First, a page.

USMobile is launching a new version of its Scrambl3 app that lets you make private and secure encrypted mobile calls.
The app is taking a swing at popular mobile messaging networks WhatsApp and Viber.”Unlike all the other VOIP communication platforms these days, we can achieve the kind of security you need if you’re a target, said Jon Hanour, CEO of USMobile, in an interview with VentureBeat.
Irvine, Calif.-based USMobile worked with the U.S. government some years ago on a more secure classified communications system for the government. The company creates a “dark tunnel” between the device and the server, getting around the well-known public telephone system SS7 security flaw that allows hackers to listen to calls on other networks.
“That same type of architecture that protects data like voice, text, and email needs to be extended to VOIP as well,” Hanour said. “Not only is the security part extremely important, but what is more important is the privacy aspect. You don’t need to turn over any information to us. You can communicate anonymously, and that’s very important to a lot of people.”
Facebook bought What’s App for $23 billion, while Viber was acquired . Both of those messaging platforms now have voice communications. In contrast to an app revealed in February, the version of Srambl3 has no sign-up process. You just download the app, create your anonymous username and start making free calls and sending messages to your Scrambl3 friends and business associates anywhere in the world where you can get Wi-Fi or mobile connections.
Above: How Scrambl3’s encryption works. Image Credit: USMobile
Scrambl3 is private, non-intrusive, and does not use your cellphone number, nor does it access your personal phone contacts (WhatsApp and Viber do), Hanour said. You can even use your iPad or Android tablet to make private calls and send messages. WhatsApp and Viber can’t because they rely on your cellphone number for making and receiving calls and texts.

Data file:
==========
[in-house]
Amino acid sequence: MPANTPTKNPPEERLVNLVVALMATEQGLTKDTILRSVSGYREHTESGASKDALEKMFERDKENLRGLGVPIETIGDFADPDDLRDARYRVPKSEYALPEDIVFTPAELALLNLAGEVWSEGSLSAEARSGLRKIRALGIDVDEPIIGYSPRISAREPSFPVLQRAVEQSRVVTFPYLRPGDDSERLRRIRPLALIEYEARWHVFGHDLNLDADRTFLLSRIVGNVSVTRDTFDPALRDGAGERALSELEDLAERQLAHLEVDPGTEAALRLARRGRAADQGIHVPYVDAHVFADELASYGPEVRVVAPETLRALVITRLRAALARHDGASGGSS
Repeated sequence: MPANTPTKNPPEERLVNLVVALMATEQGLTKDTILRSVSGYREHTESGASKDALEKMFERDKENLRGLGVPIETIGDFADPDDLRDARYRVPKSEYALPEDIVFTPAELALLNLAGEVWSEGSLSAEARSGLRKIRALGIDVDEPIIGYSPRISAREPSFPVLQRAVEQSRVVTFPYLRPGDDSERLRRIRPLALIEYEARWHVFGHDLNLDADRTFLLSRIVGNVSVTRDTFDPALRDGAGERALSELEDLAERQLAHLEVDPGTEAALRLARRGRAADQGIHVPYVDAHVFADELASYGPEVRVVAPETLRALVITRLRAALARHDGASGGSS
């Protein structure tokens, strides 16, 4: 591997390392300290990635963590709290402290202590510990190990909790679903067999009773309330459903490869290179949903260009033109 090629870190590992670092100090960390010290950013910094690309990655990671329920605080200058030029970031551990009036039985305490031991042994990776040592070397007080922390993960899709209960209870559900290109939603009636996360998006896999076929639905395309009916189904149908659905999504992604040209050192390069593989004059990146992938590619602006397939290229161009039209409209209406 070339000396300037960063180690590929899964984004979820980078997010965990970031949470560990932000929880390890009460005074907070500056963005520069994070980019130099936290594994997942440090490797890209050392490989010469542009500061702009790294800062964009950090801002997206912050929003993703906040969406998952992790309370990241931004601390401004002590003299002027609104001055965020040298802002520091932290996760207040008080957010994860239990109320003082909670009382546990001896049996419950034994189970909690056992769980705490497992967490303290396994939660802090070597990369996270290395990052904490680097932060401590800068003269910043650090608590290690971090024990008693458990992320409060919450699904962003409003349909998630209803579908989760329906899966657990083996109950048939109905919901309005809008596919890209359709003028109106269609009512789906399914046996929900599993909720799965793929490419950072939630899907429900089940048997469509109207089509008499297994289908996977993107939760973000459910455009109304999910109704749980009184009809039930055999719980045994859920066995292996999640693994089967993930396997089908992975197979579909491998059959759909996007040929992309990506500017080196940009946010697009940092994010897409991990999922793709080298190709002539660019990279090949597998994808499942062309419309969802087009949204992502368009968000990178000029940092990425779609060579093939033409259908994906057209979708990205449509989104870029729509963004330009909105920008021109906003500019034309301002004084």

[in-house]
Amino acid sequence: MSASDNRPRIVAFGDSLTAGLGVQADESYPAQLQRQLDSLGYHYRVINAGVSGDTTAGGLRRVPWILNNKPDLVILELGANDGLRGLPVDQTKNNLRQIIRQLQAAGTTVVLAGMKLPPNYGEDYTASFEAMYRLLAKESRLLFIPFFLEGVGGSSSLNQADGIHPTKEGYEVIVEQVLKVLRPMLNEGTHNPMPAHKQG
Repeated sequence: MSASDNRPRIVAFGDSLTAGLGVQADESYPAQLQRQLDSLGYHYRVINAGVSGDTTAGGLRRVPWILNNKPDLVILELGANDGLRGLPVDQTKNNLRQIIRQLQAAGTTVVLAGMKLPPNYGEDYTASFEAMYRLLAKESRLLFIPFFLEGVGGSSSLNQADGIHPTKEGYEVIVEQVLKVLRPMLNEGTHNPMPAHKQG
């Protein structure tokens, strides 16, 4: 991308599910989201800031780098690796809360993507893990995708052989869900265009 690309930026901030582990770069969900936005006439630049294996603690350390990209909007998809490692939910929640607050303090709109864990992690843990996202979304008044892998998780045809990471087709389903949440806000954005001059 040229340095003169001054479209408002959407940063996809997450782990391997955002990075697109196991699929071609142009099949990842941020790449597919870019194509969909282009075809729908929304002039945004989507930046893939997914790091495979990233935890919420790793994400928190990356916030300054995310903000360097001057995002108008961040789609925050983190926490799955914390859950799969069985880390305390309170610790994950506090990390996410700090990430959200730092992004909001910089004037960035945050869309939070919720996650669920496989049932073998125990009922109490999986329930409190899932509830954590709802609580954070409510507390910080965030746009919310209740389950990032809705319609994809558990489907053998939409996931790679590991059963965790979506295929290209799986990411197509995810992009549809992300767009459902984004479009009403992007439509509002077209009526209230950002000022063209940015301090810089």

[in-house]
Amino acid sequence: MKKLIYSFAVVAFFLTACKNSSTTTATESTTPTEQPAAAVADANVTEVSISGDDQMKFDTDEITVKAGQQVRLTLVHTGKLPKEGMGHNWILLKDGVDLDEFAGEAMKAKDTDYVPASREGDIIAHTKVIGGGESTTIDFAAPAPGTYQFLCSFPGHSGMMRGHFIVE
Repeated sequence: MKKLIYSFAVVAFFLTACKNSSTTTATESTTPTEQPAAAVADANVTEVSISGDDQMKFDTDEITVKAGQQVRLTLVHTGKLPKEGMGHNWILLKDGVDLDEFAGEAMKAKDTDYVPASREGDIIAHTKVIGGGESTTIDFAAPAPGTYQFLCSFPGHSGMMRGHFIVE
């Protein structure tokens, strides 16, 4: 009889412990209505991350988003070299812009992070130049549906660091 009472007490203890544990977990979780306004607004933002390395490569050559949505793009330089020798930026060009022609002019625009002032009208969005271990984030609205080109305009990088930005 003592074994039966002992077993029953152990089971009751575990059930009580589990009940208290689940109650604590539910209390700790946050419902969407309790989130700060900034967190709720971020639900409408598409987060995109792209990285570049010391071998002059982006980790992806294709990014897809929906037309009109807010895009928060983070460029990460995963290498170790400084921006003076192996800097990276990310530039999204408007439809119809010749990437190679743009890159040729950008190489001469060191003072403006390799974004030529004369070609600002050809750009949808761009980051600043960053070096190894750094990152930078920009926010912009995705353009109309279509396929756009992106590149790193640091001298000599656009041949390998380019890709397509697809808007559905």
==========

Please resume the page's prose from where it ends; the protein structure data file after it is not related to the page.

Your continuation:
You can use your Scrambl3 username on as many mobile devices as you wish because Scrambl3 does not identify you by your cellphone number, just your anonymous Scrambl3 username. For complete transparency, Scrambl3 employs only open source software components to create the top-secret-grade VPN, encryption algorithms and Internet protocols.
Scrambl3 users privately exchange their usernames and add them to their respective Scrambl3 Black Book contact listing. No unwanted calls or messages are possible on your private network. You don’t have to provide Scrambl3 with a list of your contacts or your phone number or credit card. You exchange a Scrambl3 name with someone else who has a Scrambl3 name. You are not tied or tethered to a single device.
“You have control over who can call you,” Hanour said.
A recent 60 Minutes segment on CBS News with U.S. Congressman Ted Lieu exposed how hackers can easily listen to mobile calls because of the inherently flawed Switching System 7 (SS7) that is an integral part of the global public telephone system.
“By placing the encrypted communication inside a top-secret-grade VPN, an exponential increase in security is achieved, so hackers are effectively shut out,” USMobile chief technology officer Brad Arant said,in a statement.
Enterprise can set up an unlimited number of free Scrambl3 accounts, provided they provide an email for updating purposes.
In an independent assessment of Scrambl3, Professor Dr. Yuliang Zheng, one of the world’s foremost cryptologists at the University of Alabama, said in a statement, “USMobile’s Scrambl3 has implemented the most salient security features of NSA’s ‘Fishbowl’ (secure phone) initiative [designed to protect U.S. Government top secret classified communication] for secure Voice over Internet Protocol (VoIP) architecture, and has a number of unique characteristics that put it in a class ahead of existing commercial secure VoIP techniques.”
The app, which is aimed at both consumers and enterprises, took more than 2.5 years to develop. USMobile had to build a backend infrastructure with the help of IBM to create the enterprise-grade technology needed to deliver encrypted data and voice calls over the network without any annoying delays, Hanour said.
Although USMobile worked with the National Security Agency to build secure architecture from 2011 to 2013, Hanour said that the system does not have a backdoor, or any secret way to circumvent the app’s security.
The secure voice and messaging service is free, and the company plans on rolling out premium services later. Those include enterprise servers running Scrambl3, secure conference bridges, and private email systems. Five companies are using USMobile’s technology now.
“For now, we are focused on a getting traction with as many users as we can,” Hanour said.
USMobile was formed in 2013 as a spinoff from Cyvergence. The company raised $4 million to date from individual investors to date, and it may raise money within the next six months or so. It is also examining equity crowdfunding alternatives, Hanour said. The company has seven employees.